Waiting for a response after an interview can sometimes seem endless, and while you might be tempted to sit next to the phone and anxiously wait for that all-important call, it is hardly productive – or relaxing.
Contrary to what you might think, the interview is not the end of the line. Instead of simply waiting for the verdict, take initiative and follow up with your interviewer. By following up you are grasping the employer’s attention, while it also allows you to add in any information that did not come up during the interview. Here are some tips to follow up successfully:
1. End your interview by asking about the next steps i.e. when the interviewer is planning to contact candidates. If you haven’t heard anything by then you can legitimately send a quick, friendly note, indicating your eagerness to hear from them and your willingness to provide any additional information. You could also write a more formal letter, introducing achievements that didn’t get discussed and elaborating on the answers you gave during the interview. You could even address issues the company is facing and explain how you could contribute.
2. Check that it’s ok to contact them and ask about their preferred method of communication. If they say “don’t contact me before next week” – don’t. And if you tell them you’ll send them a list of references the next morning, make sure you do it – following through on your promises will show them the type of employee you’re going to be.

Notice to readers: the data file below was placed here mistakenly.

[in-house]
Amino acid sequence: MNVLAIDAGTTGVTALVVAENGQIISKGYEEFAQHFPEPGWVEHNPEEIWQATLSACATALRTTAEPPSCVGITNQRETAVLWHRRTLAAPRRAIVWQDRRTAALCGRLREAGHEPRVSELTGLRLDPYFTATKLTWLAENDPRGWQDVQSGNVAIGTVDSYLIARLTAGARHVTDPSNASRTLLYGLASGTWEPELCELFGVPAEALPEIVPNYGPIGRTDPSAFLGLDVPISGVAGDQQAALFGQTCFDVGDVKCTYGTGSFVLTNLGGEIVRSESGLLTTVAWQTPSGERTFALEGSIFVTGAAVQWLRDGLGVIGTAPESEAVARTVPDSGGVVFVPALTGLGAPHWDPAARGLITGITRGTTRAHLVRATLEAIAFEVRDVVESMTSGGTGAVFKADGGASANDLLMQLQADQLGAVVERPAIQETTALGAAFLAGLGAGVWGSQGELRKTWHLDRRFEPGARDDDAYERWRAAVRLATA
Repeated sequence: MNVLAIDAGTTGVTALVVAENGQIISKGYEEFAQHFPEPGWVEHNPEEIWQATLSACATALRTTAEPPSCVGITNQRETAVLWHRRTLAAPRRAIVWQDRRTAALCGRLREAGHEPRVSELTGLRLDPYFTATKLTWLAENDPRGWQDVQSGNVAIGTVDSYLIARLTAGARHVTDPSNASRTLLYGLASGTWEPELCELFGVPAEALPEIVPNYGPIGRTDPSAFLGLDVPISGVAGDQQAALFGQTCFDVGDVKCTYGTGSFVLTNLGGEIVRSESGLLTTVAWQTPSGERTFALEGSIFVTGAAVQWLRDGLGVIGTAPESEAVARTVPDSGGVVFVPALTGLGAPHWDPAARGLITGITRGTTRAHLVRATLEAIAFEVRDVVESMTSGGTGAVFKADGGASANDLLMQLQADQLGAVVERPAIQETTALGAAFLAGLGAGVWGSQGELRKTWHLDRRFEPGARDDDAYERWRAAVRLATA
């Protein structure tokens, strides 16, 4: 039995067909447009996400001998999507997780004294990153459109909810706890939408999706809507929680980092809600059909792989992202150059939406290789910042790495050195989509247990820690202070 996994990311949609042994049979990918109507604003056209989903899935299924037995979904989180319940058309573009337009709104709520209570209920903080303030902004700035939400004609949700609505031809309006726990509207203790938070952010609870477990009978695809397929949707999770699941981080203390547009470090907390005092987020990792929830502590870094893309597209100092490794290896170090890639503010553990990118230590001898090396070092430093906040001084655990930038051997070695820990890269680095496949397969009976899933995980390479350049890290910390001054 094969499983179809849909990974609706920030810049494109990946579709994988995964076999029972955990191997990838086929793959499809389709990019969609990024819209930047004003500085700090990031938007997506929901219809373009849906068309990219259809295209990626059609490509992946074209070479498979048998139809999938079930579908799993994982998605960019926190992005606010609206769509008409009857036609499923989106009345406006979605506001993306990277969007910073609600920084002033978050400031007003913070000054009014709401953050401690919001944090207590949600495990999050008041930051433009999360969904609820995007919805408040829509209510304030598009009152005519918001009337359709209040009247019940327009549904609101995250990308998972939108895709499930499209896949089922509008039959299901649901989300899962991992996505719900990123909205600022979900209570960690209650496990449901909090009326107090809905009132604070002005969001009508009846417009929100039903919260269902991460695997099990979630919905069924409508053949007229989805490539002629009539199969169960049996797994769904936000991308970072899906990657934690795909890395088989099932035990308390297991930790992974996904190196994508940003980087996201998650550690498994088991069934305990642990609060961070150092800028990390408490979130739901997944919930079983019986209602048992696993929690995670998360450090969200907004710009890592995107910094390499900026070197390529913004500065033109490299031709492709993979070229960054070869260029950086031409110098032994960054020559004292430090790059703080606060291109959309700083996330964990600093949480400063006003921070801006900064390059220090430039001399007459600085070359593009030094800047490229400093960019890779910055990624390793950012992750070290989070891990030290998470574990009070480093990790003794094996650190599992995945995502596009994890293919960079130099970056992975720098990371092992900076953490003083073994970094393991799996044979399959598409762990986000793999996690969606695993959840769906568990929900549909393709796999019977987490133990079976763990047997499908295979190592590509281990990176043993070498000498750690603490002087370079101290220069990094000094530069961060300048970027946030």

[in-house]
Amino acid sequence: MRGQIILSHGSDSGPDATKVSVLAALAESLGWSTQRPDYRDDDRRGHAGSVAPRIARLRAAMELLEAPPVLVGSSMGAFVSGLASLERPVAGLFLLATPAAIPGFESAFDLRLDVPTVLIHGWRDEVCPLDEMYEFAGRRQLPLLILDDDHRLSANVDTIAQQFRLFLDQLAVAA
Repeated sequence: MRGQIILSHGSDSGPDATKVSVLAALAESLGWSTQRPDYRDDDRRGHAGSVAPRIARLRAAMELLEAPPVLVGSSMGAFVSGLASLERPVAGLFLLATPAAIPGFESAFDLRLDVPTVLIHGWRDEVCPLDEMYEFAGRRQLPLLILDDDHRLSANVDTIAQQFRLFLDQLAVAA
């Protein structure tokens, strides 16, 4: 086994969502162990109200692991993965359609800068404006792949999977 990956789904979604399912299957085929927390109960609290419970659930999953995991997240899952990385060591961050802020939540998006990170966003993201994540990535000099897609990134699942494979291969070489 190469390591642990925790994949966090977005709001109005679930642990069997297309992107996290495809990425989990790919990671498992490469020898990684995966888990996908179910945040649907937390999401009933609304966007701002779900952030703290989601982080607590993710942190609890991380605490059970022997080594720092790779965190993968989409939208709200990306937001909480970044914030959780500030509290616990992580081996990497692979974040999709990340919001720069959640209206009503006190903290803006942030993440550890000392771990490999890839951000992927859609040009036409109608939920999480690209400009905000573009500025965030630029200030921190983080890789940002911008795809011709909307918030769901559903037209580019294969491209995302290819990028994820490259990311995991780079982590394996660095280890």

3. Send a thank you note. Aim to do this within 24 hours following the interview. You can even send it from your phone when you are on your way home from the interview. Following up quickly will highlight your professionalism, dedication, and enthusiasm for the role of the interviewer.
4. Emphasize how much you want the job. You can do this before you walk out of the interview room or in your thank you note. Don’t be afraid to say something like: “I’m really excited about this opportunity. I hope you select me.”
5. Ask about connecting via LinkedIn, but look for a logical reason to do so. For example, you can connect them to somebody who knows about their hobby; you’ve got an article they might be interested in.
6. Don’t harass the interviewer. If things drag out, periodically (e.g. monthly) send them something they may find useful or tell them about something valuable you picked up from the interview. The idea is to stay in the interviewer’s mind, but avoid overwhelming them with superfluous notes.
7. Keep learning and thinking about the company. That way you will be prepared for any additional interviews or questions from the employer.
Following up after an interview is just another important step in the interviewing process, and taking the time to do so can only work in your favor. Even if you end up not getting the job, your interviewer might well remember your dedication and enthusiasm when a position comes up in the future.
Source: HN Global